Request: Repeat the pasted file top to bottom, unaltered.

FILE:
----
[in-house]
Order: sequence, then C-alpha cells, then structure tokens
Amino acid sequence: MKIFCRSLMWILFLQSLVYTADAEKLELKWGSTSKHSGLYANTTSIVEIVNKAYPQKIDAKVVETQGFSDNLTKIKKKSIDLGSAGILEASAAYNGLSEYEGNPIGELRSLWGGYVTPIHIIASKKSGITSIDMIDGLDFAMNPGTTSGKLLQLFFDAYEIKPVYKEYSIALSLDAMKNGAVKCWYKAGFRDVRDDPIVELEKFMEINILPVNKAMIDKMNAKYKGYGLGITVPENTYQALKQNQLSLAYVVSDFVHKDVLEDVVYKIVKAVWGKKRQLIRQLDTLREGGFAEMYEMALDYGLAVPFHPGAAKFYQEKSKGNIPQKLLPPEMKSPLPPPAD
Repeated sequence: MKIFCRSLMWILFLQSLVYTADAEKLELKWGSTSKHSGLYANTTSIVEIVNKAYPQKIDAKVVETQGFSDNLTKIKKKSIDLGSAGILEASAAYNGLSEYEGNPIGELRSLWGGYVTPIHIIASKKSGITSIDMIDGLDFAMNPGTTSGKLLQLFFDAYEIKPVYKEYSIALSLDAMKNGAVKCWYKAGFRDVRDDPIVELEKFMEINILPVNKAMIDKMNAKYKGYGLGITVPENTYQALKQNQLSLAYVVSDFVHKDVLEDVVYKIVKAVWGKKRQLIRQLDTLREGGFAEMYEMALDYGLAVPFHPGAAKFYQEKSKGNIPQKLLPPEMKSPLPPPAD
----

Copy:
[in-house]
Order: sequence, then C-alpha cells, then structure tokens
Amino acid sequence: MKIFCRSLMWILFLQSLVYTADAEKLELKWGSTSKHSGLYANTTSIVEIVNKAYPQKIDAKVVETQGFSDNLTKIKKKSIDLGSAGILEASAAYNGLSEYEGNPIGELRSLWGGYVTPIHIIASKKSGITSIDMIDGLDFAMNPGTTSGKLLQLFFDAYEIKPVYKEYSIALSLDAMKNGAVKCWYKAGFRDVRDDPIVELEKFMEINILPVNKAMIDKMNAKYKGYGLGITVPENTYQALKQNQLSLAYVVSDFVHKDVLEDVVYKIVKAVWGKKRQLIRQLDTLREGGFAEMYEMALDYGLAVPFHPGAAKFYQEKSKGNIPQKLLPPEMKSPLPPPAD
Repeated sequence: MKIFCRSLMWILFLQSLVYTADAEKLELKWGSTSKHSGLYANTTSIVEIVNKAYPQKIDAKVVETQGFSDNLTKIKKKSIDLGSAGILEASAAYNGLSEYEGNPIGELRSLWGGYVTPIHIIASKKSGITSIDMIDGLDFAMNPGTTSGKLLQLFFDAYEIKPVYKEYSIALSLDAMKNGAVKCWYKAGFRDVRDDPIVELEKFMEINILPVNKAMIDKMNAKYKGYGLGITVPENTYQALKQNQLSLAYVVSDFVHKDVLEDVVYKIVKAVWGKKRQLIRQLDTLREGGFAEMYEMALDYGLAVPFHPGAAKFYQEKSKGNIPQKLLPPEMKSPLPPPAD